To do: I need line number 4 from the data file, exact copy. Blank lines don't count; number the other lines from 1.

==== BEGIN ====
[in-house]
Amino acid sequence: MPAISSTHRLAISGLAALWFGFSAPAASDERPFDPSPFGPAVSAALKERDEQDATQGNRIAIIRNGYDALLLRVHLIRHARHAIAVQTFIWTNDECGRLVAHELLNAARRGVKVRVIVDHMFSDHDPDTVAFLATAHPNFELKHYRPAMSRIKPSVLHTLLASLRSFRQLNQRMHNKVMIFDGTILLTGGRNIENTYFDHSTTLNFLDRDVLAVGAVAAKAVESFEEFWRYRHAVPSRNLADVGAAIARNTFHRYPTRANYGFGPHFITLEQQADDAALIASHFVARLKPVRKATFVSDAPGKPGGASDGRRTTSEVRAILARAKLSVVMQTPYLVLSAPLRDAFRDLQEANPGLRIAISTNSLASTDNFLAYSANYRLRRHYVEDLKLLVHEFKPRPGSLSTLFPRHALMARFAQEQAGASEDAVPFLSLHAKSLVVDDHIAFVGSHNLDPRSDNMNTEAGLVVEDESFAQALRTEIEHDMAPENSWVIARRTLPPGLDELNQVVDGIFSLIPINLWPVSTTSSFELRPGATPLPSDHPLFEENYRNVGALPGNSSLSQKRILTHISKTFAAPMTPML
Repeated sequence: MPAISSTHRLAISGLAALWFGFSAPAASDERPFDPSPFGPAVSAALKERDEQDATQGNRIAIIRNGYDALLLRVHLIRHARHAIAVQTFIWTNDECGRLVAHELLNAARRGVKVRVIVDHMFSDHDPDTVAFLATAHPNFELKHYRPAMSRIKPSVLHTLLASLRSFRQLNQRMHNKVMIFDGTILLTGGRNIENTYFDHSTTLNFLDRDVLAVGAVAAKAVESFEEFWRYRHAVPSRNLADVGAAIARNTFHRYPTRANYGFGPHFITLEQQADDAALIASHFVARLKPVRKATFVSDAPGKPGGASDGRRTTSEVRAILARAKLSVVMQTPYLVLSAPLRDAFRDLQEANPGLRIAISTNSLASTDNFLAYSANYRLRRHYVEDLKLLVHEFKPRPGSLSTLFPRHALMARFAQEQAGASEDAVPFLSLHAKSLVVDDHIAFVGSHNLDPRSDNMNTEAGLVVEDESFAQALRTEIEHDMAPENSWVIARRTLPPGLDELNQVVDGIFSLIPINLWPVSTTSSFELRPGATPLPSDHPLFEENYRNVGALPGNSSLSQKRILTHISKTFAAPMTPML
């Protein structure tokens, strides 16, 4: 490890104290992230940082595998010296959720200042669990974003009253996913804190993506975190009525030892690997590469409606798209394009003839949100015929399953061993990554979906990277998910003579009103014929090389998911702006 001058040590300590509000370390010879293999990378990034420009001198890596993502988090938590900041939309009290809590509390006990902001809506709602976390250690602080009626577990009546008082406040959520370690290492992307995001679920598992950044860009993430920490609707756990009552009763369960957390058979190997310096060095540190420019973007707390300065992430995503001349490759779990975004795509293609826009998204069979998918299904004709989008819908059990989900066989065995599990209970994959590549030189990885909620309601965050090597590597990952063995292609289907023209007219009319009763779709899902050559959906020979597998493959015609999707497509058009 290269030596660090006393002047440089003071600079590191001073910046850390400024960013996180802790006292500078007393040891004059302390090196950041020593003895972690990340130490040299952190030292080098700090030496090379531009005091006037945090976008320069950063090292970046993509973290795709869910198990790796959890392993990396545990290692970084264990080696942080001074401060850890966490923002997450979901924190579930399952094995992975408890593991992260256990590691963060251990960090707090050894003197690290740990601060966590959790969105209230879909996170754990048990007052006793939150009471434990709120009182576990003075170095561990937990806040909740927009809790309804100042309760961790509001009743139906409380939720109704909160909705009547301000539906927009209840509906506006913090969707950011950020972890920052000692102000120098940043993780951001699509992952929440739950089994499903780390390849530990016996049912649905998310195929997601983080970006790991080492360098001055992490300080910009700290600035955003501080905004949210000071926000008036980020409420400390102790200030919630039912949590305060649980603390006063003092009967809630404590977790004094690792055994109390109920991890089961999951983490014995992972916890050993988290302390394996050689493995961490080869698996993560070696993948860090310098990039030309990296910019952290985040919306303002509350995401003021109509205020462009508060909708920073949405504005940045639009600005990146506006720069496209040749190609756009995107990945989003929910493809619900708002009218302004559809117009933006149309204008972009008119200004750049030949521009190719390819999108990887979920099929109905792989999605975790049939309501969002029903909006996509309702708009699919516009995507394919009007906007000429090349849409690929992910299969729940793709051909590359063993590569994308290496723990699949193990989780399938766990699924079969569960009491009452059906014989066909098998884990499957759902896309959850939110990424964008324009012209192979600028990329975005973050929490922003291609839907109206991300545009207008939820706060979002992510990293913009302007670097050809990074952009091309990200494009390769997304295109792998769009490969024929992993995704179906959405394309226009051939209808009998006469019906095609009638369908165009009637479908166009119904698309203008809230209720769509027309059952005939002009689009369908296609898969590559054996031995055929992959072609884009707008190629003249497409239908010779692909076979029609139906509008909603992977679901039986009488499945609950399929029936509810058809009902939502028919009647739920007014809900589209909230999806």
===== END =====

């Protein structure tokens, strides 16, 4: 490890104290992230940082595998010296959720200042669990974003009253996913804190993506975190009525030892690997590469409606798209394009003839949100015929399953061993990554979906990277998910003579009103014929090389998911702006 001058040590300590509000370390010879293999990378990034420009001198890596993502988090938590900041939309009290809590509390006990902001809506709602976390250690602080009626577990009546008082406040959520370690290492992307995001679920598992950044860009993430920490609707756990009552009763369960957390058979190997310096060095540190420019973007707390300065992430995503001349490759779990975004795509293609826009998204069979998918299904004709989008819908059990989900066989065995599990209970994959590549030189990885909620309601965050090597590597990952063995292609289907023209007219009319009763779709899902050559959906020979597998493959015609999707497509058009 290269030596660090006393002047440089003071600079590191001073910046850390400024960013996180802790006292500078007393040891004059302390090196950041020593003895972690990340130490040299952190030292080098700090030496090379531009005091006037945090976008320069950063090292970046993509973290795709869910198990790796959890392993990396545990290692970084264990080696942080001074401060850890966490923002997450979901924190579930399952094995992975408890593991992260256990590691963060251990960090707090050894003197690290740990601060966590959790969105209230879909996170754990048990007052006793939150009471434990709120009182576990003075170095561990937990806040909740927009809790309804100042309760961790509001009743139906409380939720109704909160909705009547301000539906927009209840509906506006913090969707950011950020972890920052000692102000120098940043993780951001699509992952929440739950089994499903780390390849530990016996049912649905998310195929997601983080970006790991080492360098001055992490300080910009700290600035955003501080905004949210000071926000008036980020409420400390102790200030919630039912949590305060649980603390006063003092009967809630404590977790004094690792055994109390109920991890089961999951983490014995992972916890050993988290302390394996050689493995961490080869698996993560070696993948860090310098990039030309990296910019952290985040919306303002509350995401003021109509205020462009508060909708920073949405504005940045639009600005990146506006720069496209040749190609756009995107990945989003929910493809619900708002009218302004559809117009933006149309204008972009008119200004750049030949521009190719390819999108990887979920099929109905792989999605975790049939309501969002029903909006996509309702708009699919516009995507394919009007906007000429090349849409690929992910299969729940793709051909590359063993590569994308290496723990699949193990989780399938766990699924079969569960009491009452059906014989066909098998884990499957759902896309959850939110990424964008324009012209192979600028990329975005973050929490922003291609839907109206991300545009207008939820706060979002992510990293913009302007670097050809990074952009091309990200494009390769997304295109792998769009490969024929992993995704179906959405394309226009051939209808009998006469019906095609009638369908165009009637479908166009119904698309203008809230209720769509027309059952005939002009689009369908296609898969590559054996031995055929992959072609884009707008190629003249497409239908010779692909076979029609139906509008909603992977679901039986009488499945609950399929029936509810058809009902939502028919009647739920007014809900589209909230999806």